Emotional Intelligence

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Emotional Intelligence (EI) or Emotional Quotient (EQ) is a concept that challenges the assumption that the Intelligence Quotient (IQ) is the best predictor of professional success. Unlike IQ, which proposes to be a measurement of innate potential that is relatively stable, the proponents of EI maintain that it is a continuously developing ability, competency, or skill in which "the sky is the limit" (Segal 1997, p. 19). The same proponents claim that developing one's EQ is the key to succeeding in activities from academics, sales, customer service, and management to improving marriages, mental and physical health, lowering crime, and even an individual's spiritual relationship with God. Research on EI and attempts to apply it constitute extensions of science and technology into the ethical realm. In contrast the critics of EI argue that the concept is too all-encompassing, with EI measurements contributing little beyond existent constructs and its predictive claims largely unverified (Matthews et al. 2003).

The Scientific and Ethical Concept of EI

EI is conceptually related to Howard Gardner's (1985) theory of multiple intelligence, which criticizes the overemphasis on IQ and argues for the possibility of affective and social modes of intelligences. Peter Salovey and John Mayer (1990) first proposed the term emotional intelligence to describe a kind of ability to monitor, discriminate, and use the information of one's own and other's emotions to guide thinking and action. However it was Daniel Goleman's 1995 book Emotional Intelligence that popularized EI as a general capacity to motivate and persist at goals, to delay gratification, to regulate one's own emotions and those of others, to empathize, and to hope. In general the concept of EI is vague and there is no precision in attempts to clarify, define, or measure it. Some literature refers to EI as a type of sensitivity to emotions in self or others (Lam and Kirby 2002). Other literature understands it as an overarching term for any non-rational skill or ability, such as optimism, manners, empathy, or self-efficacy, that contributes to social and professional success beyond rational skills (Brown 2003).

The underlying scientific theory of EI relies on research, such as that by Antonio Damasio (1994), on the neuropsychology of emotions. This research has challenged the idea that emotions are irrelevant or an impediment to rational decision-making. Instead it suggests that the emotional circuitry of the brain (i.e., the amygdala, cingulate gyrus, hippocampus, and ventromedial prefrontal region) is interconnected with the higher cognitive areas (i.e., the neocortex) and indispensable for rational and social decision-making. Damasio's book Descartes' Error examined patients with damage to areas associated with emotional processing and found that they could successfully engage in rational abstract tests, such as those that measure IQ, but were unable to make even trivial social decisions. This research has also shown that, although innate emotional responses can function independently, the neocortical area of the brain works with emotions and can modulate emotional responses to environmental circumstances. This degree of plasticity of emotions supports the claim of EI as a life-long developing capacity.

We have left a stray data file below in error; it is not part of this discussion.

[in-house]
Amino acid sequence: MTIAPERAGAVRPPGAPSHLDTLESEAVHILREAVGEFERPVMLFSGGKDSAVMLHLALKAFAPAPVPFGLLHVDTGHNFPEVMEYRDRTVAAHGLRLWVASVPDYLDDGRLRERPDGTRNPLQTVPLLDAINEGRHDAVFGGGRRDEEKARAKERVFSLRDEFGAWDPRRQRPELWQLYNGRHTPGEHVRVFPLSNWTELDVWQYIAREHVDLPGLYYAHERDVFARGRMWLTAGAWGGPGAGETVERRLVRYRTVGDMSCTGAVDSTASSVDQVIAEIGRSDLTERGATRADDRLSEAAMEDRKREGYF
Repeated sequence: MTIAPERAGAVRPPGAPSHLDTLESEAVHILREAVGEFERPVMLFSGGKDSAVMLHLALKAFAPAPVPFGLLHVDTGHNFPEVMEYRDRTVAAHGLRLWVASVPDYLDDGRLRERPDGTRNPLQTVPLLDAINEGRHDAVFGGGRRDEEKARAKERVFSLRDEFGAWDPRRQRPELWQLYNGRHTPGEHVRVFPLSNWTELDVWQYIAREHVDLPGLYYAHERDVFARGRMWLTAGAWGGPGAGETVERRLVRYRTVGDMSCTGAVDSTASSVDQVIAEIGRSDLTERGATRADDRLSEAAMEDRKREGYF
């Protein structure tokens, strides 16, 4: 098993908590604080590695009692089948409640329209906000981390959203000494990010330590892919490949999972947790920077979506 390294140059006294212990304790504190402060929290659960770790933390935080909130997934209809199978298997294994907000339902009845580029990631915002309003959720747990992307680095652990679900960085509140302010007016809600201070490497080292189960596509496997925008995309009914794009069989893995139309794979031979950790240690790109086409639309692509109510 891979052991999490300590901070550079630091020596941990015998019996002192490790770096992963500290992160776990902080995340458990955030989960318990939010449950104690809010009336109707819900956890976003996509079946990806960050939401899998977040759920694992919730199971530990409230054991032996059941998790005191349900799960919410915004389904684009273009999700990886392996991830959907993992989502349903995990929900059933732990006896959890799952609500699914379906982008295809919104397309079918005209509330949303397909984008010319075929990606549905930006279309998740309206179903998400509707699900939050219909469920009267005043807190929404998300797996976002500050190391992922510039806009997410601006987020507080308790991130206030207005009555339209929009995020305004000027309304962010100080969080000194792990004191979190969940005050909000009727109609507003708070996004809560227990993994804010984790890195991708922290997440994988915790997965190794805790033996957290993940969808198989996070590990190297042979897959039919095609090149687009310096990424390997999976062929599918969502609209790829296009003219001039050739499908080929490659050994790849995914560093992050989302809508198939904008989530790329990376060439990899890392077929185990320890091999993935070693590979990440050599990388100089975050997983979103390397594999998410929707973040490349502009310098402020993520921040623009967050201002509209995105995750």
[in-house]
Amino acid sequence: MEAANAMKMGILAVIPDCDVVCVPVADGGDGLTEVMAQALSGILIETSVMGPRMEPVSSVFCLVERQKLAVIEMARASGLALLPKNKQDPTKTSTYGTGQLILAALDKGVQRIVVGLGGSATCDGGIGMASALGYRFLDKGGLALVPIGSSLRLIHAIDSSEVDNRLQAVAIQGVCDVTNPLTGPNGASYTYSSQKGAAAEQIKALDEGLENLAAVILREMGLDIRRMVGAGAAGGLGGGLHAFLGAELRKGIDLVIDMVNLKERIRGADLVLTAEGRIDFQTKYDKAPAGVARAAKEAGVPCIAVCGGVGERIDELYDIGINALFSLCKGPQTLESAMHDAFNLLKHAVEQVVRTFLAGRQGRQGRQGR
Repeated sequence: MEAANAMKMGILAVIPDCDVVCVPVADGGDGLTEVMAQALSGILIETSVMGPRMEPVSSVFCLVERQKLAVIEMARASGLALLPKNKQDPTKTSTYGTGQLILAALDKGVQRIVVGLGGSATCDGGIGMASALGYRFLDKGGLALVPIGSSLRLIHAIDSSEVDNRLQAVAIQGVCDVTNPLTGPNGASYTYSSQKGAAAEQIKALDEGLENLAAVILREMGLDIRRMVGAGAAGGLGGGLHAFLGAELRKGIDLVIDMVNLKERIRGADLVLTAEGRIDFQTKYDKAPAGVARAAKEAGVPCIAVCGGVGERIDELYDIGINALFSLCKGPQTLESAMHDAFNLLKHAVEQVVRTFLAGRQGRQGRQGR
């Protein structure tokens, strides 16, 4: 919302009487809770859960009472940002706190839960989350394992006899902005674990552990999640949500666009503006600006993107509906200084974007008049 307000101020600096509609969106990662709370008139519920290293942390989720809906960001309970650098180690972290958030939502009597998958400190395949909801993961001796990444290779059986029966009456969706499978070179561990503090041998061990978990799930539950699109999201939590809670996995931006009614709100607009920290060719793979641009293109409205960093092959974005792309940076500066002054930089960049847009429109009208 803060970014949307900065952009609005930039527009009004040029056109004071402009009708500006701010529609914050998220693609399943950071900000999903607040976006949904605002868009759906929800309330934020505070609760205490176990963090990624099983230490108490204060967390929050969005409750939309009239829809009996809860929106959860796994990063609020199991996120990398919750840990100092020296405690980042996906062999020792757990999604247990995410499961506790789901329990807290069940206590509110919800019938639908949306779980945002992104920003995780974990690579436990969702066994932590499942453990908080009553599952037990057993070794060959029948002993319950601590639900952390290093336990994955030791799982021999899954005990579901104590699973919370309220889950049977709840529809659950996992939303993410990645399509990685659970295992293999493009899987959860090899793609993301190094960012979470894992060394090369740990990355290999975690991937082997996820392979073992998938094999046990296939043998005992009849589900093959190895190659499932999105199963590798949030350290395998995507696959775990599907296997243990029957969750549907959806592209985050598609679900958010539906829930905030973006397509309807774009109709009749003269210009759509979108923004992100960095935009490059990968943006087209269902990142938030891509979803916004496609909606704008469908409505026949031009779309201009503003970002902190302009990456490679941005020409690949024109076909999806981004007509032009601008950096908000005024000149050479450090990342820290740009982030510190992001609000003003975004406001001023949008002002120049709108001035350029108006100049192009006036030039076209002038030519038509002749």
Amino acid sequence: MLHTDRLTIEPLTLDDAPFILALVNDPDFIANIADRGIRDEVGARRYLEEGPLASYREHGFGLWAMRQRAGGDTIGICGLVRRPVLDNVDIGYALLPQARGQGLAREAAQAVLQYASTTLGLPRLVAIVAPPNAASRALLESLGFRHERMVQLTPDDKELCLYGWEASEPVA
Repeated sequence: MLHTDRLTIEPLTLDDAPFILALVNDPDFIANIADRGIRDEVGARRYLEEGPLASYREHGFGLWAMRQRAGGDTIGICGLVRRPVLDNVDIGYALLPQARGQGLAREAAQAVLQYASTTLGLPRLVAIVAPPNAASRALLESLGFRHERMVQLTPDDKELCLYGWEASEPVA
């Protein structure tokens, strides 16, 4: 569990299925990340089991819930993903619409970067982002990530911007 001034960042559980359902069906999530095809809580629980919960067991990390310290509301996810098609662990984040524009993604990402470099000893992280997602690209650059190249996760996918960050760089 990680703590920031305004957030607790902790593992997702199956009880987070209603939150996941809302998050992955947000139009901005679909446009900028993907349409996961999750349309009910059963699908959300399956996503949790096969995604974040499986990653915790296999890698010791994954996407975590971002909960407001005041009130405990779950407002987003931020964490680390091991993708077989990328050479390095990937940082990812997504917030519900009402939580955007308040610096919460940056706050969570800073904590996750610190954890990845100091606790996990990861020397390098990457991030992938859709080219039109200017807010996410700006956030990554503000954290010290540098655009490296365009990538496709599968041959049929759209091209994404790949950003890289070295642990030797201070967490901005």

Conceptually EI also has implications for ethical theory and related educational policies. EI can trace its ethical roots to Aristotle's analysis of emotions in the Nicomachean Ethics. Aristotle's ethical theory relies on the development of ethical dispositions or character traits in which both reason and emotion are habituated to deliberately choose the ethical action. Certain ethical theorists, for example Martha Nussbaum (2001), also reject ethical theories that understand ethics as purely a rational activity; instead, similar to Aristotle, Nussbaum stresses the importance of emotions as an integral aspect of ethical judgment and normative appraisals. In this view, ethical development does not depend on rational evaluation, but relies on learning how to check impulses and using USE emotional information to guide behavior. The practical implication of this ethical theory has been to implement educational curriculum and staff training that emphasizes the development of EI skills (Goleman 1995, Brown 2003).

Review of Research

EI literature spans many disciplines from the popular psychology self-help genre that has virtually no scientific evidence for its claims, to more scientific analysis in neuropsychology, clinical psychology, education, management, business, and behavioral economics. In addition many collaborators in the field of psychometrics have devoted attention to developing reliable and consistent standards in the attempt to measure and explain individual differences in EI.

Similar to ethical theory, certain avenues of research in the social sciences, such as behavioral economics, reject standard models of human decision-making, such as utility theory, that minimize or ignore the role of emotions in decision-making (Sanfey et al. 2003). This research focuses on the analysis of EI as a relationship between rational and emotional processes in decision-making. Adopting methods, such as functional magnetic resonance imaging (fMRI) from neuroscience into game theory, behavioral economics seeks to explain how and why individuals will often reject a purely rational decision when this decision is seen as unfair. In management research, Brown (2003) has also examined the role of emotions in enhanced service provision and profitability. In other disciplines, such as political science, George Marcus and colleagues (2000) have attempted to understand the role of emotion in political learning and decision-making.